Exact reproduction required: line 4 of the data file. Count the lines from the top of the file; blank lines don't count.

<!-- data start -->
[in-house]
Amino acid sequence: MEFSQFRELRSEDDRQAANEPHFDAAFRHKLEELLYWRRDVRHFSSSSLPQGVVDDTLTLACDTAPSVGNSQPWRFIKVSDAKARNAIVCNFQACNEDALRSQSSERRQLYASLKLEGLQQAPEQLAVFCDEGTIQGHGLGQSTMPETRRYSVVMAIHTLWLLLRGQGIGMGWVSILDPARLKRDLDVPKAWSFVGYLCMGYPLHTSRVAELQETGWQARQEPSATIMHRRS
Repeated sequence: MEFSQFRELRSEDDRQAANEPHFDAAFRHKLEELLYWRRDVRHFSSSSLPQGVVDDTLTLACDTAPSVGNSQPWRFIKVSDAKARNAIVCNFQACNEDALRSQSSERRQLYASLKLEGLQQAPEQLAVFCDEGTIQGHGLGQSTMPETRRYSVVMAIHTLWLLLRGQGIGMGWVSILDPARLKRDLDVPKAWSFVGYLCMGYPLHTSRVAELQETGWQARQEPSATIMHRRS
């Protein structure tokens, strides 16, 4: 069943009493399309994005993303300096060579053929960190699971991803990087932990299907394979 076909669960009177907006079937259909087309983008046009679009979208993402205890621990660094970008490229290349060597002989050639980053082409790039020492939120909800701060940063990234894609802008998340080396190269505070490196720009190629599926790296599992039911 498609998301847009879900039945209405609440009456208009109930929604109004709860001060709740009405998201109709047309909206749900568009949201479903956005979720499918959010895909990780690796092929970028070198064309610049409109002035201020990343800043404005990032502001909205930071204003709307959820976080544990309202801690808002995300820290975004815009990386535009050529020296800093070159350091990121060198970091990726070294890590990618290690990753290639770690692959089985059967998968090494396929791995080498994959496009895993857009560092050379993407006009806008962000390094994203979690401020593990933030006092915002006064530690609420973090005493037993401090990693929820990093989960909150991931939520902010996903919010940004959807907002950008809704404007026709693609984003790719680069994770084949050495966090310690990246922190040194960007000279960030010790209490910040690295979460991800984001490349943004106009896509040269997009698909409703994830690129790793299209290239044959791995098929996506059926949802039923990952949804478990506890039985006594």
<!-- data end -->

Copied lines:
């Protein structure tokens, strides 16, 4: 069943009493399309994005993303300096060579053929960190699971991803990087932990299907394979 076909669960009177907006079937259909087309983008046009679009979208993402205890621990660094970008490229290349060597002989050639980053082409790039020492939120909800701060940063990234894609802008998340080396190269505070490196720009190629599926790296599992039911 498609998301847009879900039945209405609440009456208009109930929604109004709860001060709740009405998201109709047309909206749900568009949201479903956005979720499918959010895909990780690796092929970028070198064309610049409109002035201020990343800043404005990032502001909205930071204003709307959820976080544990309202801690808002995300820290975004815009990386535009050529020296800093070159350091990121060198970091990726070294890590990618290690990753290639770690692959089985059967998968090494396929791995080498994959496009895993857009560092050379993407006009806008962000390094994203979690401020593990933030006092915002006064530690609420973090005493037993401090990693929820990093989960909150991931939520902010996903919010940004959807907002950008809704404007026709693609984003790719680069994770084949050495966090310690990246922190040194960007000279960030010790209490910040690295979460991800984001490349943004106009896509040269997009698909409703994830690129790793299209290239044959791995098929996506059926949802039923990952949804478990506890039985006594």